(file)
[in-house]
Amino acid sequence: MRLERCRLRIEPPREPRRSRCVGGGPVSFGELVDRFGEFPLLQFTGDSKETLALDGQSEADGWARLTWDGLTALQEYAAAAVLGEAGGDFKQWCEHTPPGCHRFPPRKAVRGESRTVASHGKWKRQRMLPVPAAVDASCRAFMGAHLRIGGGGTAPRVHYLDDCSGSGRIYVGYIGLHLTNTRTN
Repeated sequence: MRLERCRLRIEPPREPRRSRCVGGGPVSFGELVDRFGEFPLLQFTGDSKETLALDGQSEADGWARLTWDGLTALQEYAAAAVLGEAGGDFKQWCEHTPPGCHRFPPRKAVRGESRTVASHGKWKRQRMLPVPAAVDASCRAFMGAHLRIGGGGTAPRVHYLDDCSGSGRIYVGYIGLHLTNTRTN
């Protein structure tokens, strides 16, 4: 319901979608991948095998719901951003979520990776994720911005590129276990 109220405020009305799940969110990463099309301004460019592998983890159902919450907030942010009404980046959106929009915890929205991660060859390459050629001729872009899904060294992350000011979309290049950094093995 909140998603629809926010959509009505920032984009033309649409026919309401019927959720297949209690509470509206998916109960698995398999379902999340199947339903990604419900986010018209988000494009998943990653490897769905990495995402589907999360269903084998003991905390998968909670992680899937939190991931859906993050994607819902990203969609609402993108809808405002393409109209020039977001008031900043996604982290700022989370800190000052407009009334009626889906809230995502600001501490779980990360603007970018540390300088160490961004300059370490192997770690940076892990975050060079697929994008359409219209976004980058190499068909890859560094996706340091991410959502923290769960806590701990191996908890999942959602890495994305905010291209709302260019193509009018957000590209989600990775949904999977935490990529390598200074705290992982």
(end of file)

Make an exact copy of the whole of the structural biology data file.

[in-house]
Amino acid sequence: MRLERCRLRIEPPREPRRSRCVGGGPVSFGELVDRFGEFPLLQFTGDSKETLALDGQSEADGWARLTWDGLTALQEYAAAAVLGEAGGDFKQWCEHTPPGCHRFPPRKAVRGESRTVASHGKWKRQRMLPVPAAVDASCRAFMGAHLRIGGGGTAPRVHYLDDCSGSGRIYVGYIGLHLTNTRTN
Repeated sequence: MRLERCRLRIEPPREPRRSRCVGGGPVSFGELVDRFGEFPLLQFTGDSKETLALDGQSEADGWARLTWDGLTALQEYAAAAVLGEAGGDFKQWCEHTPPGCHRFPPRKAVRGESRTVASHGKWKRQRMLPVPAAVDASCRAFMGAHLRIGGGGTAPRVHYLDDCSGSGRIYVGYIGLHLTNTRTN
């Protein structure tokens, strides 16, 4: 319901979608991948095998719901951003979520990776994720911005590129276990 109220405020009305799940969110990463099309301004460019592998983890159902919450907030942010009404980046959106929009915890929205991660060859390459050629001729872009899904060294992350000011979309290049950094093995 909140998603629809926010959509009505920032984009033309649409026919309401019927959720297949209690509470509206998916109960698995398999379902999340199947339903990604419900986010018209988000494009998943990653490897769905990495995402589907999360269903084998003991905390998968909670992680899937939190991931859906993050994607819902990203969609609402993108809808405002393409109209020039977001008031900043996604982290700022989370800190000052407009009334009626889906809230995502600001501490779980990360603007970018540390300088160490961004300059370490192997770690940076892990975050060079697929994008359409219209976004980058190499068909890859560094996706340091991410959502923290769960806590701990191996908890999942959602890495994305905010291209709302260019193509009018957000590209989600990775949904999977935490990529390598200074705290992982």